# An Interview with Dr. Ernest Chan

In the last post I reviewed the Momentum Trading Strategies Course by Quantra (a division of QuantInsti) which I reviewed as part of a recent educational journey to improve my quantitative skill set. The next course that I will be reviewing is Mean-Reversion Strategies in Python which is taught by Dr. Ernest Chan. I have personally read Ernie’s book “Machine Trading” which is very well written and full of interesting and practical ideas. I have also been a follower of his very popular blog which was a pioneer in revealing statistical arbitrage strategies such as pairs-trading. Dr. Chan is a thought leader and industry expert and anyone who is in the quantitative field has inevitably come across his work in one form or another. I reached out to interview him to get a few insights into how to think about quantitative models in the modern era. For those that are unfamiliar with Dr. Chan’s work I have provided his very impressive (and extensive) industry and educational credentials below.

**Industry Background:** Dr. Chan is the Founder of PredictNow.ai, a financial machine learning SaaS, and also the Managing Member of QTS Capital Management, LLC., a commodity pool operator and trading advisor. His primary focus has been on the development of statistical models and advanced computer algorithms to find patterns and trends in large quantities of data. He has applied his expertise in statistical pattern recognition to projects ranging from textual retrieval at IBM Research, mining customer relationship data at Morgan Stanley, and statistical arbitrage trading strategy research at Credit Suisse, Mapleridge Capital Management, and other hedge funds.

**Educational Background**

Dr. Chan is an industry expert on ‘Algorithmic Options Trading’ and has conducted seminars and lectures on many international forums. Besides being a faculty in QuantInsti, his academic distributions are available on Quantra and on major web portals. Dr. Chan is also an adjunct faculty at Northwestern University’s Master’s in Data Science program. His courses and publications on finance and machine learning can be found at www.epchan.com. Ernie is the author of “Quantitative Trading: How to Build Your Own Algorithmic Trading Business”, “Algorithmic Trading: Winning Strategies and Their Rationale”, and “Machine Trading”, all published by John Wiley & Sons. He maintains a popular blog “Quantitative Trading” at epchan.blogspot.com. Ernie received his PhD. in Physics from Cornell University.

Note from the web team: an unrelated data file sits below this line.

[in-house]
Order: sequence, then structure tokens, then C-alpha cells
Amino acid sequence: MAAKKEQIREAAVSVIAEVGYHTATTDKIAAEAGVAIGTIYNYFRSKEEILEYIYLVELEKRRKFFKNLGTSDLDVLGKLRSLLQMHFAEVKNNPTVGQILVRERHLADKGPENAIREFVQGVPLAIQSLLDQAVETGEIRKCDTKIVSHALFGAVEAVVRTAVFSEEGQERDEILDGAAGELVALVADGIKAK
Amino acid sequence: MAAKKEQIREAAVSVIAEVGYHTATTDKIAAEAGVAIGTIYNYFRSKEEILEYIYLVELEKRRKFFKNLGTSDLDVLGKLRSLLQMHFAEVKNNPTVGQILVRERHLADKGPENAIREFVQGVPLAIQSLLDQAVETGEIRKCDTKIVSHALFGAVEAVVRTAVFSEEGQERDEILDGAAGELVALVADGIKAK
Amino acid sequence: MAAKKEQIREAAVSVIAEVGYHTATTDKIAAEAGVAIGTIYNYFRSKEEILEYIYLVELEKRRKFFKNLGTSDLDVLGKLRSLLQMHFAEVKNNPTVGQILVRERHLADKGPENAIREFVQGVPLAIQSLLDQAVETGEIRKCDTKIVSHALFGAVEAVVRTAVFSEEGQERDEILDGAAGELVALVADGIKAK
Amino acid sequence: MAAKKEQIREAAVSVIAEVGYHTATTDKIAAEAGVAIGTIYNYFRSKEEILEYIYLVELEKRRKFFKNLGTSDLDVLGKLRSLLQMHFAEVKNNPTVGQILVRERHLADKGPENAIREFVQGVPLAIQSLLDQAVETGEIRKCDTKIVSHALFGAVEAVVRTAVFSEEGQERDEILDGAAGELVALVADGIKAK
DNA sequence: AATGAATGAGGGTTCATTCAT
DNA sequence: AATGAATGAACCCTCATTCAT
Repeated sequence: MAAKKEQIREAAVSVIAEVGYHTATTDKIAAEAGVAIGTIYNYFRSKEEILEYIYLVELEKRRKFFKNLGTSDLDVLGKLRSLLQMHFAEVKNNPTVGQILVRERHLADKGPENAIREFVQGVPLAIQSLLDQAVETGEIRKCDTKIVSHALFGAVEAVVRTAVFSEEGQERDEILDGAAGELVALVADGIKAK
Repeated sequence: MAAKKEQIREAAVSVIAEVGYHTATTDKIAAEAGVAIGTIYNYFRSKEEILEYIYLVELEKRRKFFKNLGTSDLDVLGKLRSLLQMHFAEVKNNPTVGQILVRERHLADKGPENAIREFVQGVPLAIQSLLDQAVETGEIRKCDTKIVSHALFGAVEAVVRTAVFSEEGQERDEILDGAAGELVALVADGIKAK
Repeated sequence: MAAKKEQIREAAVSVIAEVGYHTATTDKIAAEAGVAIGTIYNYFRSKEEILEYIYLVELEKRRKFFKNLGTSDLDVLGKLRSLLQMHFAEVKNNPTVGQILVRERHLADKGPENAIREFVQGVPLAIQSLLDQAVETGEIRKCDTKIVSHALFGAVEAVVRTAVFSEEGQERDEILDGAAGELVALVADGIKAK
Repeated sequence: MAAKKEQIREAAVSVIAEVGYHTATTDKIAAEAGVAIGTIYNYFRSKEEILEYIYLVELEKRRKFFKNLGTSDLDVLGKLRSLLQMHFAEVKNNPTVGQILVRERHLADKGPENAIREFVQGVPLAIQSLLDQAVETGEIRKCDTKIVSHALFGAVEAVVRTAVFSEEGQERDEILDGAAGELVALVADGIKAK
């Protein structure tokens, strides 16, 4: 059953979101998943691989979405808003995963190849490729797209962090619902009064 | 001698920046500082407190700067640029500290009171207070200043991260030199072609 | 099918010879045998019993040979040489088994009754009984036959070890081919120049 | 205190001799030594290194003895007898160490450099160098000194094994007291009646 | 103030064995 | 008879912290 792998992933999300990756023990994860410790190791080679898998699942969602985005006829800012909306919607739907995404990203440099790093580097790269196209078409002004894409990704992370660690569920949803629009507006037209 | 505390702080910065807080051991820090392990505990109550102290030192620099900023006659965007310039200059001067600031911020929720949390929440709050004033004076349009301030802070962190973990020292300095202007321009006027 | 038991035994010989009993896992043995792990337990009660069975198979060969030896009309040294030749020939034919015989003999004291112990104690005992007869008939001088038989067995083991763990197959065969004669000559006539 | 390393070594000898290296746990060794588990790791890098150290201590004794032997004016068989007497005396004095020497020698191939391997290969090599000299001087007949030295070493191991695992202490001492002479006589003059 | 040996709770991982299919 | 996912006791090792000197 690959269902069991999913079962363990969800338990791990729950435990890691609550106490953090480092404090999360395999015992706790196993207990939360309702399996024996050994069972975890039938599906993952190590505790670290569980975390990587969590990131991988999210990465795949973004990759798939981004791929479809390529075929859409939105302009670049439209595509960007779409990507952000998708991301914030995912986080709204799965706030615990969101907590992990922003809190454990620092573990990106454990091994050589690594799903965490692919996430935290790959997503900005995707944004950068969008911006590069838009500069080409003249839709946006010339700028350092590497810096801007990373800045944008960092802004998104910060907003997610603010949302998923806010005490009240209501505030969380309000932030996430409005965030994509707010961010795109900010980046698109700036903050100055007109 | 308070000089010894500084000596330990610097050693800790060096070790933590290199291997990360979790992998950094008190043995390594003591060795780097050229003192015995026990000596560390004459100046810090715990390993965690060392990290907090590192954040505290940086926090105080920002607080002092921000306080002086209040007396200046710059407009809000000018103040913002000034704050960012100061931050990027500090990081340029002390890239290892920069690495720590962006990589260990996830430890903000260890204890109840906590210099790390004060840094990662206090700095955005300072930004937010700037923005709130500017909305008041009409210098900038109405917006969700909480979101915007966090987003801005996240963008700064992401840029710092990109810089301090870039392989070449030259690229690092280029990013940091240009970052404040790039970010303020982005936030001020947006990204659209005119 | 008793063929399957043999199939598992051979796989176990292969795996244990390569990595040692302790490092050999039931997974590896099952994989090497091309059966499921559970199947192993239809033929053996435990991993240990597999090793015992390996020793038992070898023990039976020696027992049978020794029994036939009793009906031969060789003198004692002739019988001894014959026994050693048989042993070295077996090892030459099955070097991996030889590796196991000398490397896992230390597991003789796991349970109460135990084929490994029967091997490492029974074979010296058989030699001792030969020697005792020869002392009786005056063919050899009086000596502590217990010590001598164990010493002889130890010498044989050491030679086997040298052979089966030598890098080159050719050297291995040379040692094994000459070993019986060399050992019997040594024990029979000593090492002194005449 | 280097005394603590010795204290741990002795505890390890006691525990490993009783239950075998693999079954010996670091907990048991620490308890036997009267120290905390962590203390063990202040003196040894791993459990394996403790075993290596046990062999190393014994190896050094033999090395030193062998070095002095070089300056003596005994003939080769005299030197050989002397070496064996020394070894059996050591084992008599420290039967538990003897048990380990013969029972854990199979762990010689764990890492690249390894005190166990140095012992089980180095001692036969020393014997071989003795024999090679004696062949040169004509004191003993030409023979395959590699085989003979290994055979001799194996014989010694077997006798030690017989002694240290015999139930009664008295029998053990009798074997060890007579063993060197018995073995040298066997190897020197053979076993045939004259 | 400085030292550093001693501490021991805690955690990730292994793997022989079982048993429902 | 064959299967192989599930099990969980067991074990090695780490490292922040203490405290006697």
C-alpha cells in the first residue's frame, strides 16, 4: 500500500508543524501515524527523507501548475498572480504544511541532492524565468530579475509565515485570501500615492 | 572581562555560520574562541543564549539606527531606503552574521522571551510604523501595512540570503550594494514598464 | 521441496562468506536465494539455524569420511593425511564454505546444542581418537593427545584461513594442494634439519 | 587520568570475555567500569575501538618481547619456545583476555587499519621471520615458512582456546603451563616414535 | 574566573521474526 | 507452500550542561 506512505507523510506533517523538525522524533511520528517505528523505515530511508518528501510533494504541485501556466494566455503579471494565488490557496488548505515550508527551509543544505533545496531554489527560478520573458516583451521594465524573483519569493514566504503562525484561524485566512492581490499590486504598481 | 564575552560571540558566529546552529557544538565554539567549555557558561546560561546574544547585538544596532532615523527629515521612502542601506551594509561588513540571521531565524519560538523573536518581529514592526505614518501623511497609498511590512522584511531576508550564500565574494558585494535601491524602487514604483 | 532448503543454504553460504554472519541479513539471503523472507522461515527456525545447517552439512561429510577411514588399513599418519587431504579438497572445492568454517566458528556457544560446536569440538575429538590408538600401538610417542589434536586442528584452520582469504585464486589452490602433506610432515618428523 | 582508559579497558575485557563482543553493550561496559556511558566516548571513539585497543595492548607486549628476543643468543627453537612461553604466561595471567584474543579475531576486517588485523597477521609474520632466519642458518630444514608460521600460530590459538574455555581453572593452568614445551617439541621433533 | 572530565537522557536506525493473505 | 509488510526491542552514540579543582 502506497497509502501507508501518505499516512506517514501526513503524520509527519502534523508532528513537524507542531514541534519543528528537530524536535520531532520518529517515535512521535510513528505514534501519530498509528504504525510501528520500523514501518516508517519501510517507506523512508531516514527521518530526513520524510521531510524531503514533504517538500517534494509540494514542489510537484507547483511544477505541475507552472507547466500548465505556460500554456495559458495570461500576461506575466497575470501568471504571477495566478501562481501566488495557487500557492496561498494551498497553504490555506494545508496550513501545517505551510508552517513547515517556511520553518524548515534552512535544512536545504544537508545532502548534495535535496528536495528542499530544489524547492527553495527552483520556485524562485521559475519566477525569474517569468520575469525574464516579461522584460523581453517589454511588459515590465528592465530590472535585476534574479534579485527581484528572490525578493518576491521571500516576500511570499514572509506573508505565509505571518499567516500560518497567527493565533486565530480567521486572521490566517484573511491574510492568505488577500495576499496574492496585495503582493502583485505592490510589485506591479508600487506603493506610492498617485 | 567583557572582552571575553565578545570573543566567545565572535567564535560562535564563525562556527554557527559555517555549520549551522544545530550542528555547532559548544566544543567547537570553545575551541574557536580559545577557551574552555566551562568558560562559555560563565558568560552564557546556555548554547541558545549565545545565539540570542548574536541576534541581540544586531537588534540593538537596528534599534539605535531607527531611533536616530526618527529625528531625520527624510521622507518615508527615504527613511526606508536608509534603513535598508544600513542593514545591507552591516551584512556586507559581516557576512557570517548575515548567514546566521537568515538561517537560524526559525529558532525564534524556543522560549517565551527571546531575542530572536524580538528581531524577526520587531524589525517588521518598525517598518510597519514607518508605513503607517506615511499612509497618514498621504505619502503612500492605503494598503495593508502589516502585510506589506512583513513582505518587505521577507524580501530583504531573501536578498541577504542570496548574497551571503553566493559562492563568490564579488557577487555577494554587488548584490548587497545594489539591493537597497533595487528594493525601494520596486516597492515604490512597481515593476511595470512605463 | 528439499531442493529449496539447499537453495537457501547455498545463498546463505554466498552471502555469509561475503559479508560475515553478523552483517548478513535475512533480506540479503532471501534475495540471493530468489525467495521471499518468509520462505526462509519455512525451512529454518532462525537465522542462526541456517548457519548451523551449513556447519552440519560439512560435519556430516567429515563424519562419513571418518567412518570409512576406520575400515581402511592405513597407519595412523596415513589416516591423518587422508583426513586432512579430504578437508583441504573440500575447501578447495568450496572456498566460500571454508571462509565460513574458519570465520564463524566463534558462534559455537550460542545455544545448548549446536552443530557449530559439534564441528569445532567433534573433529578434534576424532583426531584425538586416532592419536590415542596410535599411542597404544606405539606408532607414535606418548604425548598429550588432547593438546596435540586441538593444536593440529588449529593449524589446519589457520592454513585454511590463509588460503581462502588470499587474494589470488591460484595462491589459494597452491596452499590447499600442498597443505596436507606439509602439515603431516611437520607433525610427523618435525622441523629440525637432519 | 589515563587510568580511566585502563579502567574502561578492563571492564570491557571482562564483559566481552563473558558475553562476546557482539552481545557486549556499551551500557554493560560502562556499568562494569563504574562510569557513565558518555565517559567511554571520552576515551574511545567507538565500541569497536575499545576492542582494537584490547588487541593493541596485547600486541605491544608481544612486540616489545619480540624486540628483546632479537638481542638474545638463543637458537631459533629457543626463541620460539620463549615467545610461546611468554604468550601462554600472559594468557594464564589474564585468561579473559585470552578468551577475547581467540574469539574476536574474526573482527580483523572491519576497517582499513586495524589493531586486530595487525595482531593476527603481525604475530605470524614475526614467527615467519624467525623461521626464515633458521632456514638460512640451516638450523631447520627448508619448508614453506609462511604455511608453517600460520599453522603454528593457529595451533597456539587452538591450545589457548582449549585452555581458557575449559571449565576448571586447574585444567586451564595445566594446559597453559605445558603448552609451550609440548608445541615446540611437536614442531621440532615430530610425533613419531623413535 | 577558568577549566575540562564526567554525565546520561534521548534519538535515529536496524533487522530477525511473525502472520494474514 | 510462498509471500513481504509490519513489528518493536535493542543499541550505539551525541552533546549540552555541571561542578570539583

**Interview with Dr. Ernest Chan**

**1) What do you think about traditional factor investing and trading strategies that use technical indicators? Can they be profitable in the modern environment? **

We don’t use machine learning to generate trading signals, but rather to determine the probability of profit of the existing trading signals generated by a basic, traditional quantitative strategy. This strategy can be a factor model or one based on simple technical indicators. This probability of profit can then be used to determine the order size, which can be zero if the probability is too low.

Factors and technical indicators are still crucial for the basic strategy. I don’t believe that machine learning can replace human intuition and understanding. In fact, it should be used to enhance such understanding and risk management. The input to a machine learning algorithm is nothing but factors and technical indicators.**2) If you could choose between a Momentum and Mean-Reversion approach to trading which would you choose and why? **